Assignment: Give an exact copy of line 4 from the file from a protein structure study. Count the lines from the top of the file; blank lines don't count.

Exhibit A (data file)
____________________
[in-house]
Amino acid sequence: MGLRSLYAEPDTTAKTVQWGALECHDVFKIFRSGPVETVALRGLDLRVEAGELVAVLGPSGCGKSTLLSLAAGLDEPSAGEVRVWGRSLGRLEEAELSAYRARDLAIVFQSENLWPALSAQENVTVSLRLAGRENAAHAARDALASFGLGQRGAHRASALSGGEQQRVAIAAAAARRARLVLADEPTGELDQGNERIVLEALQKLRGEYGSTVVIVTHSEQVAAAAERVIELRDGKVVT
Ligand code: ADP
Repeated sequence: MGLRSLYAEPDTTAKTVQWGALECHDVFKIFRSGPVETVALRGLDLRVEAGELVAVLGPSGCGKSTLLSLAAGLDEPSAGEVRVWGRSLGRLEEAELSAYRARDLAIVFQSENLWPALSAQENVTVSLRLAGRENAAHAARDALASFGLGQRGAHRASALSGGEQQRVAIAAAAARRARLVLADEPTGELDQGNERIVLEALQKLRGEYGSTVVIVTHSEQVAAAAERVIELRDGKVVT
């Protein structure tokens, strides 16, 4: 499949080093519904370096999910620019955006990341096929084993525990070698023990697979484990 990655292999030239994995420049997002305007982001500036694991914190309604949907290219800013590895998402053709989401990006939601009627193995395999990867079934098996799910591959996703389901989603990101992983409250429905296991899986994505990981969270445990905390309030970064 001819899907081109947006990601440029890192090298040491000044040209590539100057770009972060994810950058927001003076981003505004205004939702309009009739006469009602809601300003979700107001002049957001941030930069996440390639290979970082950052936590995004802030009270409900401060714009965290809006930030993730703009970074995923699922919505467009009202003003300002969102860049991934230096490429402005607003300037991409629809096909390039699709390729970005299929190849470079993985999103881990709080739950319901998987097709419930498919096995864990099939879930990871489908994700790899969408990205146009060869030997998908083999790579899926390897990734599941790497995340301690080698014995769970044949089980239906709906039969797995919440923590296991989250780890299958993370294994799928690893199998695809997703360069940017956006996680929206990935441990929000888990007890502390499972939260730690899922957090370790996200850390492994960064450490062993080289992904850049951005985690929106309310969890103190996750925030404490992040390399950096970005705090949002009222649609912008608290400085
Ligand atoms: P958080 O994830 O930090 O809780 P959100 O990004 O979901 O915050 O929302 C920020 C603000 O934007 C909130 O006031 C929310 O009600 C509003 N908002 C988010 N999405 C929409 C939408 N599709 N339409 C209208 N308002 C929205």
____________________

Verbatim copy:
Repeated sequence: MGLRSLYAEPDTTAKTVQWGALECHDVFKIFRSGPVETVALRGLDLRVEAGELVAVLGPSGCGKSTLLSLAAGLDEPSAGEVRVWGRSLGRLEEAELSAYRARDLAIVFQSENLWPALSAQENVTVSLRLAGRENAAHAARDALASFGLGQRGAHRASALSGGEQQRVAIAAAAARRARLVLADEPTGELDQGNERIVLEALQKLRGEYGSTVVIVTHSEQVAAAAERVIELRDGKVVT